New app crowd sources information for cyclists

Cycle Hackney app allows users to report potholes and report problem areas for cyclists, as well as sharing photos

Cycle Hackney app

A new cycling app, launched in London on Friday, will use cyclists to 'crowd source' information on bike journeys, giving users the option of reporting potholes and lack of cycle parking, and uploading photos from their journeys.

Data from the Cycle Hackney app, the first of its kind in the UK, will be used by Hackney Council to see which routes cyclists in the borough are using and where problem areas are. Its developers say other councils could use the app as a cost-effective way to develop better infrastructure.

Developer and director of Cyclescape, Martin Lucas-Smith, said: "We come from a campaigning background and we recognise that two of the main barriers to cycling in the UK are finding where good direct routes are, and secondly the infrastructure.

"Hackney Council wanted to capture where people were cycling in terms of actual day to day journeys, so not the Strava contingent, but where ordinary people are, and find the cut-throughs [cyclists are using]. They also wanted people to be able to report where there are problems."

"They can start to improve things and build up a sort of heat map of where ordinary cycling's taking place," said Lucas-Smith.

The app, available for iPhone and Android smart phones, is switched on at the start of a journey, and stops automatically at the end, asking users simple questions about their journey afterwards. It asks users their age range and cycling confidence level but doesn't take any identifiable data.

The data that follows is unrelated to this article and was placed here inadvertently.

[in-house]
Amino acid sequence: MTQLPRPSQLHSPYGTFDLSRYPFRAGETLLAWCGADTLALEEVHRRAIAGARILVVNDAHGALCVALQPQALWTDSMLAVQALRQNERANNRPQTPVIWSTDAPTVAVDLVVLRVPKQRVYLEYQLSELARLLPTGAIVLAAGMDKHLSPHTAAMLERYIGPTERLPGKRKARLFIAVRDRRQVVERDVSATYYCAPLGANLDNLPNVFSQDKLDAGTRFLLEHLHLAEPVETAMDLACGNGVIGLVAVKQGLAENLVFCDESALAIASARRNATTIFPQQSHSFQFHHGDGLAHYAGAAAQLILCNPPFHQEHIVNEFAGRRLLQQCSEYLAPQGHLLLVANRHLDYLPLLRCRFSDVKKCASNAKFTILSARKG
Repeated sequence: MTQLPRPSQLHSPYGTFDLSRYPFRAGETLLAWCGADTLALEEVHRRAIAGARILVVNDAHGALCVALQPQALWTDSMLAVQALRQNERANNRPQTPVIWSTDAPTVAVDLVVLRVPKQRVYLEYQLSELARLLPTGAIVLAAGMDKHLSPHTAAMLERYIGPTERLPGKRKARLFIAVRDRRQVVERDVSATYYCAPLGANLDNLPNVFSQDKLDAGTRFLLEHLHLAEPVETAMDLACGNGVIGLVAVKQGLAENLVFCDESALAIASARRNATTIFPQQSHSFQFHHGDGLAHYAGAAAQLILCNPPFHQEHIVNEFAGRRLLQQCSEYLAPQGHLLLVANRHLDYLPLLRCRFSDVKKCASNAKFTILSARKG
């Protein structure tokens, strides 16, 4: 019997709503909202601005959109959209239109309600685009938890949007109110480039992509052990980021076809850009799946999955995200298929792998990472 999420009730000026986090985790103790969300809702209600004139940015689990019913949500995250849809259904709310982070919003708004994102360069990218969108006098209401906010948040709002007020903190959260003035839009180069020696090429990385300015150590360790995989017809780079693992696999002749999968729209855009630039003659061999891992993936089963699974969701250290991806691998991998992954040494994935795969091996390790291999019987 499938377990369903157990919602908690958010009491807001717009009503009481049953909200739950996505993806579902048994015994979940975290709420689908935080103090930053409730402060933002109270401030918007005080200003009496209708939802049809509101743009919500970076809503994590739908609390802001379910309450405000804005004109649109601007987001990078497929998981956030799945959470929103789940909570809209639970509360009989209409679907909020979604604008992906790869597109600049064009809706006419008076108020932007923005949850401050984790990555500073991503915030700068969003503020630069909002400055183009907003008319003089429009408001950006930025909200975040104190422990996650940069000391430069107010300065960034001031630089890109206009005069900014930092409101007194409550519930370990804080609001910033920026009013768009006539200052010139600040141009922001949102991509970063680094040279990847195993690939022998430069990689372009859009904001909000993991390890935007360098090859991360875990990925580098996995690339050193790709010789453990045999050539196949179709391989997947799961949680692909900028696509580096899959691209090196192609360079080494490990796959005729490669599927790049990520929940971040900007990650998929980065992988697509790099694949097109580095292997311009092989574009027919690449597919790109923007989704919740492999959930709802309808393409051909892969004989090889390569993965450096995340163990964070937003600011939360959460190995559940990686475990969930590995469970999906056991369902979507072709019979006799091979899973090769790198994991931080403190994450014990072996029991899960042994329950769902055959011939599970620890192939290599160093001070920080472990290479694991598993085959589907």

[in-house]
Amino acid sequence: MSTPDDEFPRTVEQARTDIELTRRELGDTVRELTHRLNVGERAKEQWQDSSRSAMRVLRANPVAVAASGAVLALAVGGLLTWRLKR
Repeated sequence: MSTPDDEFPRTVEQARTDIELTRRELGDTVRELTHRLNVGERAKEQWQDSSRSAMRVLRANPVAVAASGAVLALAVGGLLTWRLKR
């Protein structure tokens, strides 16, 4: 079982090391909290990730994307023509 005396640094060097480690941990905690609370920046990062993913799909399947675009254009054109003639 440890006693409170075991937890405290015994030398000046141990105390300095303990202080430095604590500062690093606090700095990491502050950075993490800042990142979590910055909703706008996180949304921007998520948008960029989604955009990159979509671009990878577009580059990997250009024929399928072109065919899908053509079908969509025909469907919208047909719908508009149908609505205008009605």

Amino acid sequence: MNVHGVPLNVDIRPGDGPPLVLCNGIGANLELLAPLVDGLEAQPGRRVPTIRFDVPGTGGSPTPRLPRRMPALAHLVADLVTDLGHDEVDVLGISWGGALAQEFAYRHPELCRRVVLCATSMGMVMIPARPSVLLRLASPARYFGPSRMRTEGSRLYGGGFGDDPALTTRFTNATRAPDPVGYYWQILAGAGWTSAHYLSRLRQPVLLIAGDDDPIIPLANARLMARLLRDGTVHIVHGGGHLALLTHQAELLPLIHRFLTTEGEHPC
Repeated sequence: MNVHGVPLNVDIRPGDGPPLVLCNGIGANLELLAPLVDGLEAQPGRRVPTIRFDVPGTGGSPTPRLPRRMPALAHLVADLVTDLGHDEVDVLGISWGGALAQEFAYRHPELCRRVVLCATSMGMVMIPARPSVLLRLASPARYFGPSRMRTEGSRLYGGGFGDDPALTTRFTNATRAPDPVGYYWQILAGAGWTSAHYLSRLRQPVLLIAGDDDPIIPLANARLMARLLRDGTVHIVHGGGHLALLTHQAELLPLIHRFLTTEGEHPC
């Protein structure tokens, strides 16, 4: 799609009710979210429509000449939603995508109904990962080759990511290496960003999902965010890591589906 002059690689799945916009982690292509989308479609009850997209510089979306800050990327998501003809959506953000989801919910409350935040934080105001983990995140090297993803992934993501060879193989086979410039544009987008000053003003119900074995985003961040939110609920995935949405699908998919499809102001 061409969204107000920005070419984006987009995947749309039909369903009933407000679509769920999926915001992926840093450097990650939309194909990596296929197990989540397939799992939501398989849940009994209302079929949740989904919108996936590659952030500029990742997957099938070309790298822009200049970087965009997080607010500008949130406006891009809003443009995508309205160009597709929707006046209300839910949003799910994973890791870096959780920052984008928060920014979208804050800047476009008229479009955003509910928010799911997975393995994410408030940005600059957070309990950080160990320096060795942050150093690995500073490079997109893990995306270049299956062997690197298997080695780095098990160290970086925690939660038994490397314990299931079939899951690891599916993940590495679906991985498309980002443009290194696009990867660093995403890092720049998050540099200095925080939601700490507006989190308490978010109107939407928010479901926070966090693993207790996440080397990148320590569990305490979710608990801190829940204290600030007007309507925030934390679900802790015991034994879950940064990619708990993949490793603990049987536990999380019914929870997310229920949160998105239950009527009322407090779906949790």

Lucas-Smith said: "It can pinpoint those areas where there's a lot of scope to improve infrastructure.

"I think it will be a very interesting experiment, and see what data we get and how it's promoted and what people want to add to it.

"I think the public are hungry to solve these [infrastructure] problems, and there is this new model of crowd sourcing that has emerged over the last 5-10 years. Where you used to have a council person surveying every street, at a very high cost, it's actually a very cheap and efficient way, you just go to this website, download the app, click where there's a problem and say what you want done. People motivated by these problems, they've now got a route to do that."

He added his not-for-profit company, Cyclescape, which also produces the Cyclestreets programme, with its journey planner and photo uploading functions for campaigners, hopes to produce the app for other UK councils, too. Lucas-Smith is also chair of the Cambridge Cycling Campaign.